Poorly conditioned, fatty arms might be unsightly, but do not link strongly to cardiovascular disease. It’s the intra-abdominal body fat that predicts heart disease, hypertension, and cancer risk.7 However, research often uses CT scans for adiposity data – a lot of radiation to look for something so evident as body fat. Enter skin-fold calipers.

It has been long established that skin-fold caliper measurements strongly correlate to the gold standard of CT scans for abdominal fat distribution.8 The body fat under the skin in a given location of the body represents the quantity and proportion of body fat throughout that “slice,” or cross-section. So, if the highest body fat measurements are recorded in the hip and back regions, it represents higher retro-peritoneal fat content. This suprarenal (above the kidney) fat, any chef knows, renders lovely leaf lard from a pig; however, the consequences for us upright humans include hypertension and a shorter and more symptomatic life.

Sully’s skin-fold caliper measurements are shown in Table 1. By January 2015 he no longer required a beta-blocker for blood pressure control. No surprise, clinically, because lower subcutaneous fat in the hip and back region signifies a reduction in fat deposits above the kidneys, thereby reducing a major trigger for essential hypertension.

Table 1. Patient’s % Body Fat Over Time, As Determined by Caliper

Date Aug 2014 Oct 2014 Jan 2015 Aug 2015
Triceps (mm) 7 7 7 7
Biceps (mm) 4 5 4 3.5
Back (mm) 24 22 20 17
Hip (mm) 16 8 6 8
Total (mm) 51 42 37 35.5
Total Body Fat % 22%Wt: 236 lb 19% 18% 17%Wt: 201 lb

(35 lb loss)

I utilize skin-fold calipers for every person I see in practice. It’s at the top of my objectives, followed by blood pressure, pulse, and heart-rate variability (a future article, perhaps). The motivation gained by this inarguable finding provides a perfect launching platform for the individualized recommendations for dietary and fitness changes.


Sully’s blood test results are shown in Table 2. You will notice that his TG:HDL ratio improves in accordance with his leaner, healthier fitness. My goal is to reduce his TGs to below 100, lowering the TG:HDL ratio to as close to 1 as possible. But how, you ask?

Table 2. Patient’s Metabolic Markers Over Time

Date July 2014 Oct 2014 Jan 2015
Total Cholesterol 207 203 225
Triglycerides (TG) 192 128 107
HDL-C(TG:HDL) 55(3.5) 63(2.0) 69(1.5)
Fasting Glucose 109 106 101
Insulin 9.9 7.3 4.7
HOMA-IR 2.7 1.9 1.2

(HOMA-IR = homeostatic model assessment for insulin resistance)

Diet and exercise, of course. Sully now eats a higher-fat diet than his conventional medical provider advised – the same office that recommended blood pressure medication and a statin. He now follows a low-carb, high-fat diet in accordance with his insulin resistance. He reduced the time he invested in long-distance aerobic exercise, and instead added 2 days per week of a strenuous circuit of resistance exercise involving more core muscles. Strenuous means that he hits his maximum at about 8 to 10 repetitions of each exercise. This is 80% of 1 repetition maximum (80% of 1 RM, in fitness speak). This type of exercise, unlike sustained aerobic activities like walking or jogging, results in muscle tissue that is more insulin-sensitive – a boon to Sully’s future health and vitality.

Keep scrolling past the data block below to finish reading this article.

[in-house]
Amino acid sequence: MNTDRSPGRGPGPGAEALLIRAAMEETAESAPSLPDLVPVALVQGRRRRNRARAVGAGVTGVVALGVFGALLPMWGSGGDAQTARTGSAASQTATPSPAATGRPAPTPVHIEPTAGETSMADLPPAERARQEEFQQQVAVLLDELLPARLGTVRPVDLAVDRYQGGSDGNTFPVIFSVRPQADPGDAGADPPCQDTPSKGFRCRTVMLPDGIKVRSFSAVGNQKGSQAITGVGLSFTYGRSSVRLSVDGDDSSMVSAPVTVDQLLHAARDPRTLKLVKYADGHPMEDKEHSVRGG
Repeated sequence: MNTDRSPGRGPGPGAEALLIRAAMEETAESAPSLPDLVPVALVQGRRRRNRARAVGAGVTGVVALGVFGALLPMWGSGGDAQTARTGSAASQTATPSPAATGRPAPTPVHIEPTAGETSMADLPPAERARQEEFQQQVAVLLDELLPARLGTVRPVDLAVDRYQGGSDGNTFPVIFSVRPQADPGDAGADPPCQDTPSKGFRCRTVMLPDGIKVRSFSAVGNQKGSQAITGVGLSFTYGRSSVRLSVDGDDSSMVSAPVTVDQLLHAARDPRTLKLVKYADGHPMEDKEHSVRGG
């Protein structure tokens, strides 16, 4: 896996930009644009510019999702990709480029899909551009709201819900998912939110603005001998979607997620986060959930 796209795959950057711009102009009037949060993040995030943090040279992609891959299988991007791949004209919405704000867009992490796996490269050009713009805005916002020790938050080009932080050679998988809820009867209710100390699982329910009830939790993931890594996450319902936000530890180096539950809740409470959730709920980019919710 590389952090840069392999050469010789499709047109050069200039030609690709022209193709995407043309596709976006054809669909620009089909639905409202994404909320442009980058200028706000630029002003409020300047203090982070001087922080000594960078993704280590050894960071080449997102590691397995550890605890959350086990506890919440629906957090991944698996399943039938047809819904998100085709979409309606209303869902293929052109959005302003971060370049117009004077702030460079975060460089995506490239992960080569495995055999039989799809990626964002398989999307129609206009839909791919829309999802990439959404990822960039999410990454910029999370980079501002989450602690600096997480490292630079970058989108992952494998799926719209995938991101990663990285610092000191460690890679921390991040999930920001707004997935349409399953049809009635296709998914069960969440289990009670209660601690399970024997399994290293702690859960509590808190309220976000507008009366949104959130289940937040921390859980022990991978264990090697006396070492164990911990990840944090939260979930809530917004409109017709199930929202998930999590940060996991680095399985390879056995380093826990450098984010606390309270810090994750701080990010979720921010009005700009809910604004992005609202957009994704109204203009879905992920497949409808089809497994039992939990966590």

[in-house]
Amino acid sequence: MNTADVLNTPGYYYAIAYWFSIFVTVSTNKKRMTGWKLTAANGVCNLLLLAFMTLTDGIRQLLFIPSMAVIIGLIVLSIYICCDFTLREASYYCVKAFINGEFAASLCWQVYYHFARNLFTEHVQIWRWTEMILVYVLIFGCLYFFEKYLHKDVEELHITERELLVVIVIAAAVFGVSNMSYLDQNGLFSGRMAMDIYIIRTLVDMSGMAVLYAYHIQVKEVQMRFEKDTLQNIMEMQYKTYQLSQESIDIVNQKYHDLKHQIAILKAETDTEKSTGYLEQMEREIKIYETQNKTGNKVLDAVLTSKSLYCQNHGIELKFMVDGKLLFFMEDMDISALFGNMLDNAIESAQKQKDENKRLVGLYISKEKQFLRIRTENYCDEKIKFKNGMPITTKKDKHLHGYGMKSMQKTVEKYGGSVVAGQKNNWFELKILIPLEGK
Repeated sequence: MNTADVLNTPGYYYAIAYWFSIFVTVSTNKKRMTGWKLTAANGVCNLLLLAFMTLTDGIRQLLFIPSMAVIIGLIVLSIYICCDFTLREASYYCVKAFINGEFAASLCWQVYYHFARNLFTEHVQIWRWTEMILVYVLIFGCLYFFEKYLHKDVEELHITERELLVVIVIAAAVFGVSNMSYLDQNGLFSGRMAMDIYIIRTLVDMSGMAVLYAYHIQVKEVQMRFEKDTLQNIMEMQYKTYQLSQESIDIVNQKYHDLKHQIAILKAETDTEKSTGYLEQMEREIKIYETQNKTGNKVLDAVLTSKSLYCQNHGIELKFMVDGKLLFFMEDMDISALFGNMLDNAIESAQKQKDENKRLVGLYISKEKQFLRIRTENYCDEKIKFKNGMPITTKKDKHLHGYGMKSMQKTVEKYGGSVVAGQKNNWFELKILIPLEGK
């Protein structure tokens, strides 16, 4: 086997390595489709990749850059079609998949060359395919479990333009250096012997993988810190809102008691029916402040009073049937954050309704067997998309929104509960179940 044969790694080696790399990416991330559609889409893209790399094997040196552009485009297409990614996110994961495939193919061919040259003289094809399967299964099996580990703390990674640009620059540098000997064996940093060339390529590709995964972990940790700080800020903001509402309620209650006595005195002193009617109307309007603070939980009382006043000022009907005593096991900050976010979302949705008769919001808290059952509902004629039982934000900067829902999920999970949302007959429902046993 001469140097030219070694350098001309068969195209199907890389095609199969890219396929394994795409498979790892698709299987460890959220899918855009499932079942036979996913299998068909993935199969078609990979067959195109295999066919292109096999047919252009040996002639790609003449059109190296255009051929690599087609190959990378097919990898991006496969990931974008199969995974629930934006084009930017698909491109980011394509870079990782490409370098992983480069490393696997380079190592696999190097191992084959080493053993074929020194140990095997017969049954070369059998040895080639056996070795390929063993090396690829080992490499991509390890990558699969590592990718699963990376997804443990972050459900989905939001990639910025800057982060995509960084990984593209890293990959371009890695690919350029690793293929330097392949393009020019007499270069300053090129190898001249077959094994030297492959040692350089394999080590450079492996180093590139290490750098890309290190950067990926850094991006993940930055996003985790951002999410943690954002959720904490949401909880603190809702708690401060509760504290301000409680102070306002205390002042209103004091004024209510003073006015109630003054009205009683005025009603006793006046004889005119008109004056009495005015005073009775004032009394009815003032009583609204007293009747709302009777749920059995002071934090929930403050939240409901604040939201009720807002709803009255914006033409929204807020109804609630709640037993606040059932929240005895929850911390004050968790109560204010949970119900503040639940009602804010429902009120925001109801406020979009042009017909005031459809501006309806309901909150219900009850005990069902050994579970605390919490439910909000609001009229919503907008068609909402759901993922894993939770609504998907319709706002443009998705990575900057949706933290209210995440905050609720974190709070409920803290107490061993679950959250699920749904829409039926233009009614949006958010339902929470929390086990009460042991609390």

With properly guided diet and fitness recommendations utilizing both blood test results and skin-fold caliper measurements, our clients (and we) can realize our healthiest future. Physician, heal thyself? Gladly.

*Note: In my practice and book, I have simplified this chart to represent 40 to 50-year-olds, with instructions to subtract 2% for 20-year-olds and add 2% for 60-year-olds.

Dr-Richard-Maurer-Hi-ResRichard Maurer, ND, has been helping people fully recover from weight problems, hypothyroid symptoms, prediabetic conditions and type 2 diabetes since 1994 in his Portland, Maine, practice. His personal tendency toward type 2 diabetes motivates him to provide truly effective personalized solutions for metabolic health. His 2014 book, The Blood Code: Unlock the Secrets of Your Metabolism, demystifies the meaning of blood test results and skin-fold measurements to reveal the primal diet and fitness needs that lead each of us toward the healthy and long life we deserve. Connect with Dr Maurer at or Twitter: @drrichardmaurer.


  1. Brody JE. Weight Index Doesn’t Tell the Whole Truth. 30, 2010. The New York Times. Available at: Accessed August 15, 2015.
  2. Ostojic SM. Estimation of body fat in athletes: skinfolds vs bioelectrical impedance. J Sports Med Phys Fitness. 2006;46(3):442-446.
  3. Gu Q, Paulose-Ram R, Burt VL, Kit BK. Prescription Cholesterol-lowering Medication Use in Adults aged 40 and Over: United States, 2003–2012. NCHS Data Brief; Number 177, December 2014. CDC Web site. Accessed August 15, 2015.
  4. National Center for Health Statistics; CDC. Health, United States, 2010: In Brief. Data table for Figure 17 available at: Accessed August 15, 2015.
  5. Abramson J, Wright JM. Are lipid-lowering guidelines evidence-based? Lancet. 2007;369(9557):168-169.
  6. Durnin JV, Womersley J. Body fat assessed from total body density and its estimation from skinfold thickness: measurements on 481 men and women aged from 16 to 72 years. Br J Nutr. 1974;32(1):77-97. Data chart available at:
  7. Britton KA, Massaro JM, Murabito JM, et al. Body fat distribution, incident cardiovascular disease, cancer, and all-cause mortality. J Am Coll Cardiol. 2013;62(10):921-925.
  8. Orphanidou C, McCargar L, Birmingham CL, et al. Accuracy of subcutaneous fat measurement: comparison of skinfold calipers, ultrasound, and computed tomography. J Am Diet Assoc. 1994;94(8):855-858.